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Harlem Globetrotter Donte ‘Hammer’ Harrison displays his gymnastics skills on the rim after making a slam dunk. The Harlem Globetrotters visited the Holmes Center Wednesday night and performed before about 4,000 fans who were delighted by the team’s unique brand of basketball and comedy. Photo by Steve Behr

Originally published: 2013-03-21 18:26:13
Last modified: 2013-03-21 18:26:13

Globetrotters score baskets of laughter and fun

by Steve Behr Sports Editor

Basketball is usually just basketball when it is played by Appalachian State's teams at the Holmes Center. Basketball turned sideways is when the Harlem Globetrotters play at Holmes.

A crowd of about 4,000 watched the Globetrotters win yet again, this time a 112-108 victory over the Global Select. The Globetrotters earned the title of "World Champion" and was awarded a large trophy to prove it.

On the way to the win, the Globetrotters made plenty of stops to do what they do best -- entertain the crowd. The unofficial master of ceremonies -- Kevin "Special K" Daley -- made sure everybody at Holmes was in on the jokes the Globetrotters played on each other, the crowd and the hapless referees.

The first was when Special K made sure one of the referees was free of any type of weapons by scanning him with a metal detector. Then Special K asked the portly official if his belly was holding "a boy or a girl."

Special K played the role of "The Showman." He wore a wireless microphone and ran all of the skits and hijinks the Globetrotters pulled during the game.

And there were plenty of them.

One woman had her purse taken away by one of the Trotters only to have it returned to her in a giftwrapped box.

Two other Globetrotters took a pair of young fans -- Hadie Nichols and Mia Smith of Louisville, Ky., on to the court to show them how to spin a basketball on their fingers.

Local radio personality Noah Lockamy from WATA in Boone was the Select's special guest player.

Special K helped Lockamy shoot a 4-point shot from close to half court, a 3-point shot from beyond the arc, and some foul shots.

Lockamy's problem was that Special K wasn't always so cooperative. The ball Lockamy used in his first foul shot was actually a beach ball filled with helium.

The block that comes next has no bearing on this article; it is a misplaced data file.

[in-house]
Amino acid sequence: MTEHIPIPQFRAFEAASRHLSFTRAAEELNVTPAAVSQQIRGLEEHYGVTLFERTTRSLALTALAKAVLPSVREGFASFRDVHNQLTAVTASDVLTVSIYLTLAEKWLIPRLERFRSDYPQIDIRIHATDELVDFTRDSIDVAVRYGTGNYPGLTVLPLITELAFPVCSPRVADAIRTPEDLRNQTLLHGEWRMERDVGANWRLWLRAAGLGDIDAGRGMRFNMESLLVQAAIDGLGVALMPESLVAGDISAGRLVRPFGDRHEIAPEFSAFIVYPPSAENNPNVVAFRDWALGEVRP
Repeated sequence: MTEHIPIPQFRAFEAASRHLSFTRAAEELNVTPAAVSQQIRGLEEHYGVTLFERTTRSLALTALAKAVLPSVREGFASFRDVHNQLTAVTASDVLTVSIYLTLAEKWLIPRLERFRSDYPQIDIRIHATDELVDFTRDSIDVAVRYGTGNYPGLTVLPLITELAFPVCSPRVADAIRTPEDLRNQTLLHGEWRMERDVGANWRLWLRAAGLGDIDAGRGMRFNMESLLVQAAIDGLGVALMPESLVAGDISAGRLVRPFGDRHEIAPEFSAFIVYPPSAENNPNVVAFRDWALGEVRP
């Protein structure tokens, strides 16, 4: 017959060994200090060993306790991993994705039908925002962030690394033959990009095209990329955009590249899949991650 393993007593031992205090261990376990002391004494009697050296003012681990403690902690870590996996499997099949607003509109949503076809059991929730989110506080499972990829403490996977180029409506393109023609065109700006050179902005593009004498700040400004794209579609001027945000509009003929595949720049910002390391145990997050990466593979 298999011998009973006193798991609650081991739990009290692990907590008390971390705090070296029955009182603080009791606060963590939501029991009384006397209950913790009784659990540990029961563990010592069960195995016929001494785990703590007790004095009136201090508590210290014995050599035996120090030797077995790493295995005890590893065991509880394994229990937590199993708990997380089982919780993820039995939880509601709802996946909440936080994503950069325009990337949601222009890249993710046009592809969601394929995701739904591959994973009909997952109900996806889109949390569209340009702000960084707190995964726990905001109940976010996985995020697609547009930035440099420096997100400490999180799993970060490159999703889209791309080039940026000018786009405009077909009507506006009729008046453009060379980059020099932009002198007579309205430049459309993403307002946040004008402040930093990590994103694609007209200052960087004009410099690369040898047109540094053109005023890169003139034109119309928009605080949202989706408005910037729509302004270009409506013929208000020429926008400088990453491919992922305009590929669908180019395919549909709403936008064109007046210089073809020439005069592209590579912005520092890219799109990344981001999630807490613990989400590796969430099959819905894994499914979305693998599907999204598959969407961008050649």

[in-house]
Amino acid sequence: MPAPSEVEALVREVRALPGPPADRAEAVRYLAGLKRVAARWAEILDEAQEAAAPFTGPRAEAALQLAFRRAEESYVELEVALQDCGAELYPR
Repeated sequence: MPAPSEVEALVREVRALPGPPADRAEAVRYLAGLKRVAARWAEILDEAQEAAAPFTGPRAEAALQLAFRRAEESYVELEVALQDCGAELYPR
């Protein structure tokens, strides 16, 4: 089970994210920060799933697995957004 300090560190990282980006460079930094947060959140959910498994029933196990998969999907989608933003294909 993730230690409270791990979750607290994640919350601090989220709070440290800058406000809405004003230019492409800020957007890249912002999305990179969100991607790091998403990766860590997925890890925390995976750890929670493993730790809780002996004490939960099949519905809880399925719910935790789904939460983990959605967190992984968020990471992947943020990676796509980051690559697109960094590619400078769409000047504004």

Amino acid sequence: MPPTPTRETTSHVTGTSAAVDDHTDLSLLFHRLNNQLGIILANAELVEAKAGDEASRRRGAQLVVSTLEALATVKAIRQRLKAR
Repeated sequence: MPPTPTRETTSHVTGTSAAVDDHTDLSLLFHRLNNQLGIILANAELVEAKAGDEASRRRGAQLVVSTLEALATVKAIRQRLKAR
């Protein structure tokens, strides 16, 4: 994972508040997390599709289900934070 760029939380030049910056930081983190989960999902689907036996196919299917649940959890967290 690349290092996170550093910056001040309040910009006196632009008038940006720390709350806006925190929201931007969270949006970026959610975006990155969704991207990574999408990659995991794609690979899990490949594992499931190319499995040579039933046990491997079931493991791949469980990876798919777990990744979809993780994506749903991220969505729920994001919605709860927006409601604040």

"Air ball, air ball, air ball," the Trotters chanted.

When handed a different ball, Lockamy's shots failed to reach the rim since they were weighted down.

Maybe next year.

Then there was the all-time classic Globetrotter skit with the drinking water performed by veteran Tay "Firefly" Fisher, whose simple task of getting Special K a drink of water turned into a referee getting doused with a bucket of water, and some fans getting showered with confetti.

There was actually some basketball played on the court, too. Special rules were added to the game at the start of each quarter, including allowing the use of the 4-point shot for the entire first quarter instead of the first two minutes, doubling the points scored on each shot in the second quarter, and using two basketballs for the first two minutes of the third quarter.

The Globetrotters' lone woman on the court, Tammy "T-Time" Brawner, took over the dribbling during one play, which included sliding on the Holmes Center floor before driving in for a layup.

And the tallest professional basketball player in history, 7-foot-8 center Paul "Tiny" Sturgess, made a dunk without having to jump. Sturgess, who is originally from Great Britain, played college basketball at Mountain State University, an NAIA program located in Beckley, W.Va.

Herbert "Flight Time" Lang took advantage of the 4-point rule by making two straight in the first quarter. Hammer dropped down a dunk in the first quarter, and then performed some gymnastics while hanging on the rim.

And speaking of hanging out on the rim, Juaquin "Hawk" Hawkins lifted his way on top of the basket and committed one of the most imaginable goal-tending violations when he kicked away one of the Select players' shots.